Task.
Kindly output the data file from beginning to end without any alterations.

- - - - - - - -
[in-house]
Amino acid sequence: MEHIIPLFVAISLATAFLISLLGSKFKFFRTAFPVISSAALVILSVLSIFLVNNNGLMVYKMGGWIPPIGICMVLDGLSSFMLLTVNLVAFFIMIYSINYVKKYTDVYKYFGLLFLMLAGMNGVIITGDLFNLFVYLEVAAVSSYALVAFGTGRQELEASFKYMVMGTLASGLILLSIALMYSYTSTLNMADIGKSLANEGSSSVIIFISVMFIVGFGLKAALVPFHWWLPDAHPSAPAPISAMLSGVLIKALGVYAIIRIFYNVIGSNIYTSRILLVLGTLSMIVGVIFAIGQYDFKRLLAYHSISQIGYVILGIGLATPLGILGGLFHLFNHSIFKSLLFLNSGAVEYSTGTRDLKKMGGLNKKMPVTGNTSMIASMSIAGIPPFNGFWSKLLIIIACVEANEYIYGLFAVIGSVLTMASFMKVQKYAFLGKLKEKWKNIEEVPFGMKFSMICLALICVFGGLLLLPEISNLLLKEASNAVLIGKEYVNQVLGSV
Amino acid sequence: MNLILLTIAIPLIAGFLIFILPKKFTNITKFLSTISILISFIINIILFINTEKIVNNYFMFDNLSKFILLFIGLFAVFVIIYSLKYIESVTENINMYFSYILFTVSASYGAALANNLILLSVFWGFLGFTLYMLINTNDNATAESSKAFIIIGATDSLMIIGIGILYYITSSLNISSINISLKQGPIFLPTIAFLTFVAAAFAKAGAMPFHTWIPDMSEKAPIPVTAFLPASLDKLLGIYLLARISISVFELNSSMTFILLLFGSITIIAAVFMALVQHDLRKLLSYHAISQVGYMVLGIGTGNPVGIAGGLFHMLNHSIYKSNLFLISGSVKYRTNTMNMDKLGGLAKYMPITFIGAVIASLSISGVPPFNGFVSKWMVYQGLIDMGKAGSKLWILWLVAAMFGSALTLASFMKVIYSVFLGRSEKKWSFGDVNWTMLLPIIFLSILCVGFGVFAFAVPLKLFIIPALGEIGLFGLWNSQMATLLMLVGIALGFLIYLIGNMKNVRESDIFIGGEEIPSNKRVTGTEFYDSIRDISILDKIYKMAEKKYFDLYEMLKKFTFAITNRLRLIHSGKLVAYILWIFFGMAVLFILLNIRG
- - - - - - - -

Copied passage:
[in-house]
Amino acid sequence: MEHIIPLFVAISLATAFLISLLGSKFKFFRTAFPVISSAALVILSVLSIFLVNNNGLMVYKMGGWIPPIGICMVLDGLSSFMLLTVNLVAFFIMIYSINYVKKYTDVYKYFGLLFLMLAGMNGVIITGDLFNLFVYLEVAAVSSYALVAFGTGRQELEASFKYMVMGTLASGLILLSIALMYSYTSTLNMADIGKSLANEGSSSVIIFISVMFIVGFGLKAALVPFHWWLPDAHPSAPAPISAMLSGVLIKALGVYAIIRIFYNVIGSNIYTSRILLVLGTLSMIVGVIFAIGQYDFKRLLAYHSISQIGYVILGIGLATPLGILGGLFHLFNHSIFKSLLFLNSGAVEYSTGTRDLKKMGGLNKKMPVTGNTSMIASMSIAGIPPFNGFWSKLLIIIACVEANEYIYGLFAVIGSVLTMASFMKVQKYAFLGKLKEKWKNIEEVPFGMKFSMICLALICVFGGLLLLPEISNLLLKEASNAVLIGKEYVNQVLGSV
Amino acid sequence: MNLILLTIAIPLIAGFLIFILPKKFTNITKFLSTISILISFIINIILFINTEKIVNNYFMFDNLSKFILLFIGLFAVFVIIYSLKYIESVTENINMYFSYILFTVSASYGAALANNLILLSVFWGFLGFTLYMLINTNDNATAESSKAFIIIGATDSLMIIGIGILYYITSSLNISSINISLKQGPIFLPTIAFLTFVAAAFAKAGAMPFHTWIPDMSEKAPIPVTAFLPASLDKLLGIYLLARISISVFELNSSMTFILLLFGSITIIAAVFMALVQHDLRKLLSYHAISQVGYMVLGIGTGNPVGIAGGLFHMLNHSIYKSNLFLISGSVKYRTNTMNMDKLGGLAKYMPITFIGAVIASLSISGVPPFNGFVSKWMVYQGLIDMGKAGSKLWILWLVAAMFGSALTLASFMKVIYSVFLGRSEKKWSFGDVNWTMLLPIIFLSILCVGFGVFAFAVPLKLFIIPALGEIGLFGLWNSQMATLLMLVGIALGFLIYLIGNMKNVRESDIFIGGEEIPSNKRVTGTEFYDSIRDISILDKIYKMAEKKYFDLYEMLKKFTFAITNRLRLIHSGKLVAYILWIFFGMAVLFILLNIRG